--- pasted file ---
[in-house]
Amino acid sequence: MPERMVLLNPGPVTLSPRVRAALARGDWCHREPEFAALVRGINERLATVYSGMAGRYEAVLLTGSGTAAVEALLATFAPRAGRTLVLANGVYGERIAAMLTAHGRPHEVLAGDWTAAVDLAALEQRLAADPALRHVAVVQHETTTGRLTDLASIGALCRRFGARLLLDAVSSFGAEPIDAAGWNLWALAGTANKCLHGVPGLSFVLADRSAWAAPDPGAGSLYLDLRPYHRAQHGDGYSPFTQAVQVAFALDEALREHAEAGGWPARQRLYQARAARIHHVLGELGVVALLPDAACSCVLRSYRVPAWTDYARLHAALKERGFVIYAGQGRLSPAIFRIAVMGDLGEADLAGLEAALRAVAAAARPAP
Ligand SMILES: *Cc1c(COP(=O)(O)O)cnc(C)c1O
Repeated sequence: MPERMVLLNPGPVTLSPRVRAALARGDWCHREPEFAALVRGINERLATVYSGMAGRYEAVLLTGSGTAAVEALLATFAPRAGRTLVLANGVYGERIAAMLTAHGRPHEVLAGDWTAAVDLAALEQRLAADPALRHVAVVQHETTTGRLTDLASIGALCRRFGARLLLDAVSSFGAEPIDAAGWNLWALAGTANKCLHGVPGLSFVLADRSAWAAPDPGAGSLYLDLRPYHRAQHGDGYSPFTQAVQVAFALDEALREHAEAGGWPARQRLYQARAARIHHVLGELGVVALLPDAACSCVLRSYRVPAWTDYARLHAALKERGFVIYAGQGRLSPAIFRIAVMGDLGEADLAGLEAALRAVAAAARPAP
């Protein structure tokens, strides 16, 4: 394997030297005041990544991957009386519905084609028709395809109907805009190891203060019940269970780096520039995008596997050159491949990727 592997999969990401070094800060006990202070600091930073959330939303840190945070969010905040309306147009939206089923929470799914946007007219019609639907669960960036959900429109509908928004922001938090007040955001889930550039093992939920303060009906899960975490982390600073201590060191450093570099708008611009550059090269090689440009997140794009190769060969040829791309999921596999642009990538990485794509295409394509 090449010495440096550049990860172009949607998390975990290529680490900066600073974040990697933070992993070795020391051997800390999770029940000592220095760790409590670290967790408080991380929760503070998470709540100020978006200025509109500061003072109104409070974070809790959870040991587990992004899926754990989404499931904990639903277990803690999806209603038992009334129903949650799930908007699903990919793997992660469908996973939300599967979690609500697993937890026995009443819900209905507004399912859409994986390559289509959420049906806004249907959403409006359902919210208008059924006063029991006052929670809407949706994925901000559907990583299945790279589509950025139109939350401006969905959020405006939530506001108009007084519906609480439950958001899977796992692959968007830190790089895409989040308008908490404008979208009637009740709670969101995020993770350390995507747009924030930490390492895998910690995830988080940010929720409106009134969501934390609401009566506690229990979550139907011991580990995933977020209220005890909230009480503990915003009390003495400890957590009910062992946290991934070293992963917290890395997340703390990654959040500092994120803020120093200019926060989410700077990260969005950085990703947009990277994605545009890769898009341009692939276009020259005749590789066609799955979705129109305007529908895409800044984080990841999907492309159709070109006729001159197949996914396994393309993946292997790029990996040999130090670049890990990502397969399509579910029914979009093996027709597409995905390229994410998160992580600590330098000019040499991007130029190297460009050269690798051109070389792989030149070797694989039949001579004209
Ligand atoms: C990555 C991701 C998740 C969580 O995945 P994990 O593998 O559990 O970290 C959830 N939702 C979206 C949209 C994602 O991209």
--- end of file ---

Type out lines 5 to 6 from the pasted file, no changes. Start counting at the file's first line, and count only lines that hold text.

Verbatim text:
């Protein structure tokens, strides 16, 4: 394997030297005041990544991957009386519905084609028709395809109907805009190891203060019940269970780096520039995008596997050159491949990727 592997999969990401070094800060006990202070600091930073959330939303840190945070969010905040309306147009939206089923929470799914946007007219019609639907669960960036959900429109509908928004922001938090007040955001889930550039093992939920303060009906899960975490982390600073201590060191450093570099708008611009550059090269090689440009997140794009190769060969040829791309999921596999642009990538990485794509295409394509 090449010495440096550049990860172009949607998390975990290529680490900066600073974040990697933070992993070795020391051997800390999770029940000592220095760790409590670290967790408080991380929760503070998470709540100020978006200025509109500061003072109104409070974070809790959870040991587990992004899926754990989404499931904990639903277990803690999806209603038992009334129903949650799930908007699903990919793997992660469908996973939300599967979690609500697993937890026995009443819900209905507004399912859409994986390559289509959420049906806004249907959403409006359902919210208008059924006063029991006052929670809407949706994925901000559907990583299945790279589509950025139109939350401006969905959020405006939530506001108009007084519906609480439950958001899977796992692959968007830190790089895409989040308008908490404008979208009637009740709670969101995020993770350390995507747009924030930490390492895998910690995830988080940010929720409106009134969501934390609401009566506690229990979550139907011991580990995933977020209220005890909230009480503990915003009390003495400890957590009910062992946290991934070293992963917290890395997340703390990654959040500092994120803020120093200019926060989410700077990260969005950085990703947009990277994605545009890769898009341009692939276009020259005749590789066609799955979705129109305007529908895409800044984080990841999907492309159709070109006729001159197949996914396994393309993946292997790029990996040999130090670049890990990502397969399509579910029914979009093996027709597409995905390229994410998160992580600590330098000019040499991007130029190297460009050269690798051109070389792989030149070797694989039949001579004209
Ligand atoms: C990555 C991701 C998740 C969580 O995945 P994990 O593998 O559990 O970290 C959830 N939702 C979206 C949209 C994602 O991209």